Doerr's investments show that being deeply invested in the mission and vision of the companies you back, and choosing founders who are genuinely passionate about their work, can lead to extraordinary outcomes.

6. Mary Meeker

Mary Meeker started her career on Wall Street in the 1980s, eventually becoming a leading technology analyst at Morgan Stanley. In the 1990s, during the dot-com boom, her research and predictions about the internet's growth and its impact on businesses were groundbreaking.

Her work earned her a reputation as a go-to expert on digital technology trends. In 2010, she transitioned from her role as an analyst to become a partner at Kleiner Perkins Caufield & Byers.

In 2019, Meeker founded Bond Capital, a venture capital firm where she continues to influence the tech industry through strategic investments.

Lesson: Deep industry knowledge and market trend analysis are invaluable for identifying the next wave of mega entrepreneurs.

7. Peter Thiel

Born in Frankfurt, Germany, in 1967 and raised in the United States, Thiel is one of the most-renowned names in the startup world. He is the co-founder of PayPal and an early investor in Facebook, and his approach to venture capital is anything but conventional. Through Founders Fund, his venture capital firm, Thiel has funded many ambitious startups.

He studied philosophy at Stanford University, where he received his Bachelor's degree, followed by a Juris Doctor from Stanford Law School. It was during his time at Stanford that Thiel began to develop his critical thinking and contrarian views, which would later become part of his investment philosophy. His investment philosophy, as outlined in his book "Zero to One," advocates for backing companies that create new markets or monopolies, not just those that enter existing ones.

He also founded Thiel Fellowship, which provides $100,000 grants to young entrepreneurs willing to drop out of college to pursue their business ideas.

Lesson: Investing in companies that can define a new market segment can yield unprecedented returns.

8. Vinod Khosla

Vinod Khosla, along with Stanford classmates Scott McNealy, Bill Joy, and Andy Bechtolsheim, founded Sun Microsystems. Sun Microsystems contributed significantly to the development of network computing and the widespread adoption of the Java programming language.

In 2004, Khosla Ventures was founded, with a focus on technology, energy, and the environment. Khosla's approach to venture capital is all about "black swan" ideas—ventures that, if successful, could lead to disproportionate impacts on society and industry.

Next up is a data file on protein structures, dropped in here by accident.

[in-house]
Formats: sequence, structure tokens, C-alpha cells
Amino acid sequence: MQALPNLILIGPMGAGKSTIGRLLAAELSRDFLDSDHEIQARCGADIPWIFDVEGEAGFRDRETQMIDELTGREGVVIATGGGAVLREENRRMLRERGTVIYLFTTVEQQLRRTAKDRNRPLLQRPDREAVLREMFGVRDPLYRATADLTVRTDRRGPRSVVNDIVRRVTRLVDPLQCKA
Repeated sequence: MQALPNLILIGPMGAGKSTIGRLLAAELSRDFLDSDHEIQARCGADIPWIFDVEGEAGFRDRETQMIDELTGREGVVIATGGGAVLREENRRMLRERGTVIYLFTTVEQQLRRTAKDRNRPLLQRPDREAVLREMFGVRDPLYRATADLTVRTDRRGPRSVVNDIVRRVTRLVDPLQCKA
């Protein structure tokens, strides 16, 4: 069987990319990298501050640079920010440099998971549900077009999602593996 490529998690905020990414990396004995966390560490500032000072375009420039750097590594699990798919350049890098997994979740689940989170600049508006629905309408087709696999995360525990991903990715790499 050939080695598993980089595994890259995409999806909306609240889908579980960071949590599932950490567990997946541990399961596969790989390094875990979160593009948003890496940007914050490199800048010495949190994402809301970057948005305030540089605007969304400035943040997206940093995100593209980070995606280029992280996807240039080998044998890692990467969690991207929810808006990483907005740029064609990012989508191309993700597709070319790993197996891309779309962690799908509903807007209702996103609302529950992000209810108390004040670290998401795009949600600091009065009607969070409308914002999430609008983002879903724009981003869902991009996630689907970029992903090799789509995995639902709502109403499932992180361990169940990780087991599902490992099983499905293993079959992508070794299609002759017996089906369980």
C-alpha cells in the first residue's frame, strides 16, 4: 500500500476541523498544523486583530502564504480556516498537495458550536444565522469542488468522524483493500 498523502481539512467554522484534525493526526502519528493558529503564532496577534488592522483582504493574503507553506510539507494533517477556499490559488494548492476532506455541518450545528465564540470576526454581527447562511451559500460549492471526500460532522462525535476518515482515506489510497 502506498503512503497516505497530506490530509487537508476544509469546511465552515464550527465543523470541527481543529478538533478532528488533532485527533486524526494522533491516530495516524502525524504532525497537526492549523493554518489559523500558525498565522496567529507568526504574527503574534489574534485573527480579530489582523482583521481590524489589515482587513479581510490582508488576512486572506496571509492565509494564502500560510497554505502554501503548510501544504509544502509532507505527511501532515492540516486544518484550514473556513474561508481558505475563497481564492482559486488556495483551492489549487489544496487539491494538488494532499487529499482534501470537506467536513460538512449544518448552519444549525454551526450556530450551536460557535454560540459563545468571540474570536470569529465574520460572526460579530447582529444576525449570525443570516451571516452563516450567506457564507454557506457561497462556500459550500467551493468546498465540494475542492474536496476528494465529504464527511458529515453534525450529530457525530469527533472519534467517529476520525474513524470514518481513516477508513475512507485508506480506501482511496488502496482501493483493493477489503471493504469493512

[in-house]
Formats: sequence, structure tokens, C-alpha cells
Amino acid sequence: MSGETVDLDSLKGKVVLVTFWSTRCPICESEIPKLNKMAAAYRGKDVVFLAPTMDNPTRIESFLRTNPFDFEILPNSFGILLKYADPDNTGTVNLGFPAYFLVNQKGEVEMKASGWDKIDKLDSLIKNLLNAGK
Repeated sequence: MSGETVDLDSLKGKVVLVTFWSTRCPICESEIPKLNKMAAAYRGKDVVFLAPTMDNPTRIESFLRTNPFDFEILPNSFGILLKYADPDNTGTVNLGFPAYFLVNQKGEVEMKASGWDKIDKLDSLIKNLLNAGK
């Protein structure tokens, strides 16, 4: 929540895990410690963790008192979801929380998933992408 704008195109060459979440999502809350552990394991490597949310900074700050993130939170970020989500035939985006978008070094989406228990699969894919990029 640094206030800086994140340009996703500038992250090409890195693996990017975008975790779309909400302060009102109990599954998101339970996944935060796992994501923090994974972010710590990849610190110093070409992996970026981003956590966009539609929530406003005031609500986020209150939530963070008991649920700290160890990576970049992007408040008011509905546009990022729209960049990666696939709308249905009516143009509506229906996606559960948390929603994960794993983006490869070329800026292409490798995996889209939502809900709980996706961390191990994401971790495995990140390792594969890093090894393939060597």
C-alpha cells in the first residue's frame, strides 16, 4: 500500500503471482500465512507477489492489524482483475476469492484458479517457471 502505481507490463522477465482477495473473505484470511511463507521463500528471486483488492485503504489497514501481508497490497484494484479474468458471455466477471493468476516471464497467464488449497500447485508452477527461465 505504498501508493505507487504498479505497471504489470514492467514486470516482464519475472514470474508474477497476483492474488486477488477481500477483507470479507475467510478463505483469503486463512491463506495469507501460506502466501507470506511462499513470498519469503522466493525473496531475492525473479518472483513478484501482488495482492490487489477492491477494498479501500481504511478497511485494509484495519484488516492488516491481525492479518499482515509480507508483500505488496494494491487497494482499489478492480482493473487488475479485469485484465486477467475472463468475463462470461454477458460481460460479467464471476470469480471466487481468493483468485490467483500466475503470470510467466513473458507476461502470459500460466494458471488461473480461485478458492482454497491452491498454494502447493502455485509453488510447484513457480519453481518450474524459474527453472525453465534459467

His investments span a wide range of sectors, including biofuels, robotics, healthcare, and artificial intelligence. Despite his successes, Khosla has also faced notable failures, something that is inevitable as a VC.

Lesson: High risks can lead to high rewards, but only if you're prepared for the failures along the way.

9. Ann Winblad

Ann Winblad co-founded Open Systems Inc., a company specializing in accounting software, with a modest initial investment. Her leadership and vision led the company to success, and it was eventually sold for over $15 million in 1984, a significant sum at the time.

Winblad then co-founded Hummer Winblad Venture Partners in 1989 with John Hummer. This was the first venture capital firm focused exclusively on software investments. She’s been heavily involved in mentoring aspiring business women, and helped paved the way for future generations of women in VC.

Lesson: Diverse perspectives and mentorship are critical for fostering innovation and growth in the tech ecosystem.

10. Jim Breyer

Jim Breyer, founder and CEO of Breyer Capital, is a true titan in the VC world. He has a remarkable track record of identifying high-potential startups early in their journey, standing out for his exceptional ability to identify and nurture founders and startups in the technology and social media sectors.

Breyer's early career saw him at McKinsey & Company, and later at Apple Inc., where he developed a passion for the intersection of technology and consumer behavior. However, it was his role at Accel Partners, starting in 1987, that really pushed him into the VC spotlight.

Perhaps the most notable of Breyer's investment decisions was his early stake in Facebook in 2005. Breyer, through Accel Partners, led a $12.7 million investment in Facebook when the social network was just a year old and largely unknown outside college campuses.

In 2006, Jim Breyer founded Breyer Capital, a global VC firm, further expanding his influence and ability to support innovative companies across various stages of growth.

Lesson: The quality of the founding team is as crucial as the idea itself in the success of a startup.

11. Marc Andreessen

Marc Andreessen, the co-founder of Mosaic and Netscape, later became a prominent venture capitalist through Andreessen Horowitz (a16z). In 2009, Andreessen, along with his longtime business partner Ben Horowitz, founded a16z, a venture capital firm that quickly became one of Silicon Valley's most prominent and influential firms after investing in companies that have become household names, such as Facebook, Twitter, Airbnb, and Coinbase, among others.

Andreessen’s investments span across a wide range of sectors, including social media, software, and biotech. His belief in software "eating the world" has driven his investment strategy, focusing on companies that leverage technology to disrupt traditional industries.

Lesson: Look for companies that use technology to address fundamental problems in large markets, as these are poised for exponential growth.